6. One thing to consider is that it's it's easier to learn programming skills inexpensively outside of a university setting than it is to get what you gain from an IE degree - there are lots of great online training programs.
Thanks I will pass this on. It sounds like there a a couple of pathways (IE + CS minor versus CS + Biz minor or MBA) to achieve his goal. One obvious advantage of CS major path is that he would likely have access to additional career roles (eg software engineer).
It will be the CS skills and credentials which are harder to pick up post undergrad. The heavy lifting is in the mathematics and statistics fundamentals, and then in learning to code efficiently and effectively.

There are a lot of ways of getting the "business skills" that you are taught in an undergrad business course - such as an MBA. And, in fact, most of the important things about business cannot be taught, but have to be learned on the job.

If you have any undergrad business courses then you will duplicate that work in an MBA. In many ways it's better to come at an MBA fresh, without having studied the material before (but with having good quant skills).

MBAs can be done full time at a "top 10" school (really c. top 15) or part time or exec MBA courses whilst working.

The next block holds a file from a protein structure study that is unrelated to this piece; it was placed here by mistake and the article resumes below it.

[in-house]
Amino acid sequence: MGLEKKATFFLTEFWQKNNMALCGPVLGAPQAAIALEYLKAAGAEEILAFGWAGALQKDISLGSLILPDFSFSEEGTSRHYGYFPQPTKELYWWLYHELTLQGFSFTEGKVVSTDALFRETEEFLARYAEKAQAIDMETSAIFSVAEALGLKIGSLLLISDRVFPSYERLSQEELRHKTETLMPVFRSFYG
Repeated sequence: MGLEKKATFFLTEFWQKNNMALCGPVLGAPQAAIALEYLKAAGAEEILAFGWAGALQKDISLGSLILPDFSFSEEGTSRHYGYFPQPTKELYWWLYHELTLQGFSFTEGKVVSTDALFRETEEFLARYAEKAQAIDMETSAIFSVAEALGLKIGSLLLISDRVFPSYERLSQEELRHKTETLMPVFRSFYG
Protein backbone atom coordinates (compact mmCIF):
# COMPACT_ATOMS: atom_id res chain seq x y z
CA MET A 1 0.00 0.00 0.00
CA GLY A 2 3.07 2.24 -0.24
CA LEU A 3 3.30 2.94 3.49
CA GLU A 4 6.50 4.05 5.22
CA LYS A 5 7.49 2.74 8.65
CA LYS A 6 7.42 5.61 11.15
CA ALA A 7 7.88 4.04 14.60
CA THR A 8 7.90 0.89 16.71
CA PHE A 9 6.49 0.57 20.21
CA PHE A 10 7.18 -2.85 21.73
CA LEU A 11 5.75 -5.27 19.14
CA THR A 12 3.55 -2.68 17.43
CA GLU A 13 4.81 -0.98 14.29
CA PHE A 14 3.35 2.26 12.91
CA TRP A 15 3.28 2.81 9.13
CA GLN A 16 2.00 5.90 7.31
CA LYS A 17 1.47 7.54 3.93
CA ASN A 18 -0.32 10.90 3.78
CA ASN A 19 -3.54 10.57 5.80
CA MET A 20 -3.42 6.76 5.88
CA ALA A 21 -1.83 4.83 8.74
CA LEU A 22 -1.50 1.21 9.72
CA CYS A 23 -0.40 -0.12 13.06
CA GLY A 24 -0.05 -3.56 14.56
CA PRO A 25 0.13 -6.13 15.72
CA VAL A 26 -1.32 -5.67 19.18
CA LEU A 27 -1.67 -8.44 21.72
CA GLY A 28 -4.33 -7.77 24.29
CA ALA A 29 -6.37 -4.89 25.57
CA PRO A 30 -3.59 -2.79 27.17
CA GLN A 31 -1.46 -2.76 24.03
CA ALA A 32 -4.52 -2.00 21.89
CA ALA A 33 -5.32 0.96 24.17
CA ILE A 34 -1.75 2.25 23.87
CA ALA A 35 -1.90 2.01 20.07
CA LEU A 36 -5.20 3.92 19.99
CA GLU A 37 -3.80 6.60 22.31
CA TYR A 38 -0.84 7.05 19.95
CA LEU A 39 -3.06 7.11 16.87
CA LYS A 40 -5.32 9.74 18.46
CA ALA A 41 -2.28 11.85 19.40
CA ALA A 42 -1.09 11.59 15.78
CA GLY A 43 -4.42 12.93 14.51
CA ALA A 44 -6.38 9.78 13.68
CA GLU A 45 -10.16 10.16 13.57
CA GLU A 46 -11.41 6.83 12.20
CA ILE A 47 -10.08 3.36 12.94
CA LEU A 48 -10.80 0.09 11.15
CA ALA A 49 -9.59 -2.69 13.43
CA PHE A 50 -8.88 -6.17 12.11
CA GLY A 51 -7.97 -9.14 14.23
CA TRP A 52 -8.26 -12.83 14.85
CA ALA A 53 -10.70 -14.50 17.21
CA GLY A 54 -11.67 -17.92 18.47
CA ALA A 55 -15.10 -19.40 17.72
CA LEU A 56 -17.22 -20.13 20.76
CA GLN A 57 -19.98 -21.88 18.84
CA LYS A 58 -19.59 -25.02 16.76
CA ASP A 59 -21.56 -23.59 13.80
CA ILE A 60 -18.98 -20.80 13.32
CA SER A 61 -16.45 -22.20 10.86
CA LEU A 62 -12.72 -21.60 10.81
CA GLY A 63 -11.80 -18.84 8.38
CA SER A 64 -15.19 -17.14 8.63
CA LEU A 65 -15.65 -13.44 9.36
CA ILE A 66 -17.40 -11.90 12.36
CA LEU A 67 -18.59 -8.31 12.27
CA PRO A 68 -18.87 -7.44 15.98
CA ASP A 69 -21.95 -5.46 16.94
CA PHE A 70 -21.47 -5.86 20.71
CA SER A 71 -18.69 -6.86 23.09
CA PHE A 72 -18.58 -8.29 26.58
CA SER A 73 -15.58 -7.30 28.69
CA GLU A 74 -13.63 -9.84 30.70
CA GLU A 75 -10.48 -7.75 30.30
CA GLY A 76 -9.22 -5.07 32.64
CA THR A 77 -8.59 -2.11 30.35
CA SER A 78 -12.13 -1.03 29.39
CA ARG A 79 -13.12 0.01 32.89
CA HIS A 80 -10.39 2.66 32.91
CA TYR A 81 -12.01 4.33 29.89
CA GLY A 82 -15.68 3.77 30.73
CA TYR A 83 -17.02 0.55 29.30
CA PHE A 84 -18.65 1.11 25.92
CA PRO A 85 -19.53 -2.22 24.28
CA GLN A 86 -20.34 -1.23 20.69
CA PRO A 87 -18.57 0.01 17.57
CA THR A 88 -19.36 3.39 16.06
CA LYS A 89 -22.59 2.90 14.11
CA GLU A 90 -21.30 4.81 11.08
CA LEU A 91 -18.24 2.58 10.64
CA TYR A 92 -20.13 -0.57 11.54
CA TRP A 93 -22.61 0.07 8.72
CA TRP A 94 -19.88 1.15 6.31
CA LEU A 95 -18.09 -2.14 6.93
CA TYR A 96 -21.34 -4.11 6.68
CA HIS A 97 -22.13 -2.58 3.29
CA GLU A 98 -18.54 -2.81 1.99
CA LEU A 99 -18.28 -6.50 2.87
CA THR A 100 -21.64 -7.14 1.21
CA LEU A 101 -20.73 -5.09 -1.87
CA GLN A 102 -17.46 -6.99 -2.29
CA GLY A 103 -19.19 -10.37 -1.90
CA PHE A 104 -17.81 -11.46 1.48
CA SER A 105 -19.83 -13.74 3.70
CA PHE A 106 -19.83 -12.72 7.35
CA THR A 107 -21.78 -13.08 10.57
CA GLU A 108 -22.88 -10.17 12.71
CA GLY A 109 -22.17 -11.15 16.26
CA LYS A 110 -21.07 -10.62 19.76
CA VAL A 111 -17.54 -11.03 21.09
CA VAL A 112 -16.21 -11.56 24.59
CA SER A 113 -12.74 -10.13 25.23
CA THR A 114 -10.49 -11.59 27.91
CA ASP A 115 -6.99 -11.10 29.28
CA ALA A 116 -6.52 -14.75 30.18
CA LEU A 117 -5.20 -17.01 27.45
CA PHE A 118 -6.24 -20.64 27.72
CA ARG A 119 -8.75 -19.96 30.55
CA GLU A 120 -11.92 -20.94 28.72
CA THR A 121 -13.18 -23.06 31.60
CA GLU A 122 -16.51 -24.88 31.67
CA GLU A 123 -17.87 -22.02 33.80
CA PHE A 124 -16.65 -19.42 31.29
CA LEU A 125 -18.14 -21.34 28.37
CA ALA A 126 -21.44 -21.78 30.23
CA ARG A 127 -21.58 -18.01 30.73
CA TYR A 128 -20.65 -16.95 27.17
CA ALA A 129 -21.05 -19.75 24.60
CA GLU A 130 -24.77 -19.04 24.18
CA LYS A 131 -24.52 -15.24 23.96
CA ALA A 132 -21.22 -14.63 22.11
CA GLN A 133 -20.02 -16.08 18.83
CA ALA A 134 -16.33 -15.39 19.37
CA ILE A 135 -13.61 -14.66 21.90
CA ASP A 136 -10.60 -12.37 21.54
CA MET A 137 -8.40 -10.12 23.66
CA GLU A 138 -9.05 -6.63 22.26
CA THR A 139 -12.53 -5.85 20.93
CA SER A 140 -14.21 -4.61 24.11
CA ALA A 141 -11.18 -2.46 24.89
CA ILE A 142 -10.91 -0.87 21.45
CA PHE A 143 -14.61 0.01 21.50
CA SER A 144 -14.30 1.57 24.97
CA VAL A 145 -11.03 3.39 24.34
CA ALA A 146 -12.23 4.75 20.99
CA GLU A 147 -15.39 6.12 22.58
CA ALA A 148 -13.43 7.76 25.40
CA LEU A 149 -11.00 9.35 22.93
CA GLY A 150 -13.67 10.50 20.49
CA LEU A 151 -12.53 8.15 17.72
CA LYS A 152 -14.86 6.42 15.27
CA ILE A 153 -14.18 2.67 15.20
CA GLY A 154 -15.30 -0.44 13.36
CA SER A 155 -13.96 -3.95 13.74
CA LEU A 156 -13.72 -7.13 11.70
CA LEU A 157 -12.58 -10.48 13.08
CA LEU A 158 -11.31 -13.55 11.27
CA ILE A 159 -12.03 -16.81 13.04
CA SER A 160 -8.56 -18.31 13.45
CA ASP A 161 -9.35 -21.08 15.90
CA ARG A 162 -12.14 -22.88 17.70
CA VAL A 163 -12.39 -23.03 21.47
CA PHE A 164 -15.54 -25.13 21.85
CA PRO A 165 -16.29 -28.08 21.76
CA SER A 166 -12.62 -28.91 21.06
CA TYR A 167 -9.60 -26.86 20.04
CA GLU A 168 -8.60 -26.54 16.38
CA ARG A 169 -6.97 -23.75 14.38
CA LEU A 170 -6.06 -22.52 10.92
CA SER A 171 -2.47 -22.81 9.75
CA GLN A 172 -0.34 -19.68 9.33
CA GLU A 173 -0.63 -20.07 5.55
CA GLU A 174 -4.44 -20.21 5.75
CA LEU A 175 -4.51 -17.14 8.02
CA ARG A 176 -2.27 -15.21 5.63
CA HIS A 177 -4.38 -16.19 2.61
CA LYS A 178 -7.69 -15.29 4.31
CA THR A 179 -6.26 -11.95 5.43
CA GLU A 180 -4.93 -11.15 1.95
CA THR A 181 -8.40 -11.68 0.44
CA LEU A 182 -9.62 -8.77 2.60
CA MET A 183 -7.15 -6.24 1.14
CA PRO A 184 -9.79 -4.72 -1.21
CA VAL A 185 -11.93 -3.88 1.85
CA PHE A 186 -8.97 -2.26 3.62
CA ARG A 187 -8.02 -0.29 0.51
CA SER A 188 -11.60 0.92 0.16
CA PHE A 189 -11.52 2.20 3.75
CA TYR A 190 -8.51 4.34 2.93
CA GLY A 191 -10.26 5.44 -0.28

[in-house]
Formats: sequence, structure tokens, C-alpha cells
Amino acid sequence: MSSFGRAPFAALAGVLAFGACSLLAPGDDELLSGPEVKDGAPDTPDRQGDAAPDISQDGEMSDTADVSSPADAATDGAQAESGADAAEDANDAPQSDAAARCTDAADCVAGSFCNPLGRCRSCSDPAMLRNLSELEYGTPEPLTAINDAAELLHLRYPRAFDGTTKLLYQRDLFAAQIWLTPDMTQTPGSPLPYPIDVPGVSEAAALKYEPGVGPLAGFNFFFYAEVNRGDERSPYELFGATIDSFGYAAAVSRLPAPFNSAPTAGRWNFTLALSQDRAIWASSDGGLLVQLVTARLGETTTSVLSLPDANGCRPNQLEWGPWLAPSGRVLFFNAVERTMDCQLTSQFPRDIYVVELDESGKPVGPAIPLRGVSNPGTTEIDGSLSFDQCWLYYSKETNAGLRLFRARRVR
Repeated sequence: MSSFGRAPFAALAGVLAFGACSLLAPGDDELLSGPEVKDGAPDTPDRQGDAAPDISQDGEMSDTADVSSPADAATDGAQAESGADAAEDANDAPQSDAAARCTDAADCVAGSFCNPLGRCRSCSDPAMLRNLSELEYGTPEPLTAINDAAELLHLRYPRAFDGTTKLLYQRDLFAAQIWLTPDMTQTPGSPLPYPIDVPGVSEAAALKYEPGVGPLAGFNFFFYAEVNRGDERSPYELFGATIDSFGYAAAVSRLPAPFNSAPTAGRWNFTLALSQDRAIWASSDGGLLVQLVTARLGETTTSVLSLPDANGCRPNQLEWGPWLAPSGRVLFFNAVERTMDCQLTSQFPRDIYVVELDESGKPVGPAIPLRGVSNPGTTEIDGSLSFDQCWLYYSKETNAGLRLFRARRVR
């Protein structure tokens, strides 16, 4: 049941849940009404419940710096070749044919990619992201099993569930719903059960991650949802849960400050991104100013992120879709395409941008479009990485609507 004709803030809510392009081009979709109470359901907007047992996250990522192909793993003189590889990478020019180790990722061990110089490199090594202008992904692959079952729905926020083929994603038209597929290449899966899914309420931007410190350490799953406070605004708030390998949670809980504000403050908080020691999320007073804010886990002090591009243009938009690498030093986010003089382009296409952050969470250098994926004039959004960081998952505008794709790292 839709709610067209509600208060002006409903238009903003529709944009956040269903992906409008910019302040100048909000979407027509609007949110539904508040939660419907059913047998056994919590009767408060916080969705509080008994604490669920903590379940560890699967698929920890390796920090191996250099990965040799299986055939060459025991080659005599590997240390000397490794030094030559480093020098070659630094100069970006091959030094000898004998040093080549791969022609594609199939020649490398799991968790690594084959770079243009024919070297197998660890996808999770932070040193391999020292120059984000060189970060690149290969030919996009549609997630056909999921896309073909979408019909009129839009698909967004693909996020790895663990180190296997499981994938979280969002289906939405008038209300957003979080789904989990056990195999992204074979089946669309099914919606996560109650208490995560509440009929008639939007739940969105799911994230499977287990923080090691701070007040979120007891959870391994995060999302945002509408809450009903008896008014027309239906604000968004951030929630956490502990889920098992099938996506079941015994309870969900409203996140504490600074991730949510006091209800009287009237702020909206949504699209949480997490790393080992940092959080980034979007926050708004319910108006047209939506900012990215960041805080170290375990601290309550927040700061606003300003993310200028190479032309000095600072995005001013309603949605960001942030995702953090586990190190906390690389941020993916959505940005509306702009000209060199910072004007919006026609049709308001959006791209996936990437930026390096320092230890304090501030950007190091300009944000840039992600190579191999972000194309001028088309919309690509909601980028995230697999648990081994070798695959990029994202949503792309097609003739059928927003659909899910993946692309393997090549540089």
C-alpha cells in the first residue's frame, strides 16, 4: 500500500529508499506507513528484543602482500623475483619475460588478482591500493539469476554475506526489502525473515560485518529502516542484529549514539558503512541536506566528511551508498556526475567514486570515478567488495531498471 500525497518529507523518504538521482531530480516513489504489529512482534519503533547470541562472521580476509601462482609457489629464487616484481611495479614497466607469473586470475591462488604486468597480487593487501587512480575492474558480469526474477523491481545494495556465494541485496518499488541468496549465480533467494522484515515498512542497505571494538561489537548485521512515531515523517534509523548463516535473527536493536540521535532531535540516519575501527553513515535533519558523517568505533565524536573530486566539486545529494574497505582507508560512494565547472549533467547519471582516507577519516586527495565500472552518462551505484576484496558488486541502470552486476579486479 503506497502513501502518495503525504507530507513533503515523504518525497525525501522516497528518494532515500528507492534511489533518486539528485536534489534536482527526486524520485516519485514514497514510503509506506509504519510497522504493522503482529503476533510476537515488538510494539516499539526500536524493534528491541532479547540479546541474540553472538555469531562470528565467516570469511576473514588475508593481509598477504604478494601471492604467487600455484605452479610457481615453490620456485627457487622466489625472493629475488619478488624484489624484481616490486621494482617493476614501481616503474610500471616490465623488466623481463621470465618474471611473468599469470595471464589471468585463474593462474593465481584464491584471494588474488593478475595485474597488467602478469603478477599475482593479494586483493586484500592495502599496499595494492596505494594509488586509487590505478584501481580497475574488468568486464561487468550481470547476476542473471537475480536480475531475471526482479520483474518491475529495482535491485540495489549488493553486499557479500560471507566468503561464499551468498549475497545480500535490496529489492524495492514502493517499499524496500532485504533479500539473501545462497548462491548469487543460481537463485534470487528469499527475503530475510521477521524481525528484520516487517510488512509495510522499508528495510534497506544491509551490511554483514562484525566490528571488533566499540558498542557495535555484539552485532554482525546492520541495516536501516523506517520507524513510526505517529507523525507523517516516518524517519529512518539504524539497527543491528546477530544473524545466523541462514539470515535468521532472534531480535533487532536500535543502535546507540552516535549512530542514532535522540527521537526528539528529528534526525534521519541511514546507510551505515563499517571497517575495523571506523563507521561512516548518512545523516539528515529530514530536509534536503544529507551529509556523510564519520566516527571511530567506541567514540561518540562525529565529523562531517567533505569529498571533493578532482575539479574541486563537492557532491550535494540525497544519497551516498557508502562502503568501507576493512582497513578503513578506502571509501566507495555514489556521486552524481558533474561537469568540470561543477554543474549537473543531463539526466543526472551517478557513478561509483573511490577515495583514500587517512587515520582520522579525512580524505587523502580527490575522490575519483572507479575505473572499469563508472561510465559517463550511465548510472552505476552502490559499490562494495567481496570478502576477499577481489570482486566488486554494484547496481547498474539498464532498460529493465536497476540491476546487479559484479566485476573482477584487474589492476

Cheers.

Topic Author
physiorol
Posts: 250
Joined: Sun Mar 09, 2014 1:52 am

Re: Follow-up on college engineering thread (computational v CS v Berkeley IEOR)

Post by physiorol » Fri Apr 05, 2019 10:27 am

WWJBDo wrote:
Fri Apr 05, 2019 8:32 am
1. Where do you live? It's best if their school is one direct flight away. More than that and it gets hard for them to visit on long weekends and if they have a medical problem that require your help, it's a nightmare. So if you like your kid, it's best if it doesn't take a full day of travel to get there.
Yes this is a major concern (we live in the bay area) and it is likely the strongest argument, from our (the parents) perspective) for him to go to a Berkeley or Davis.

SC Anteater
Posts: 302
Joined: Thu Jan 10, 2019 6:50 pm

Re: Follow-up on college engineering thread (computational v CS v Berkeley IEOR)

Post by SC Anteater » Fri Apr 05, 2019 10:46 am

Was he accepted to the honors college at UCI?

It's been 25 years since I went to UCI, but here are a couple of notes:

Yes, Irvine seems to be a sleepy boring suburban town. Most of our socializing happened at the beach (cf. Newport Peninsula). It was a fun place to live, though I moved back to the apartments across the street from school for my senior year.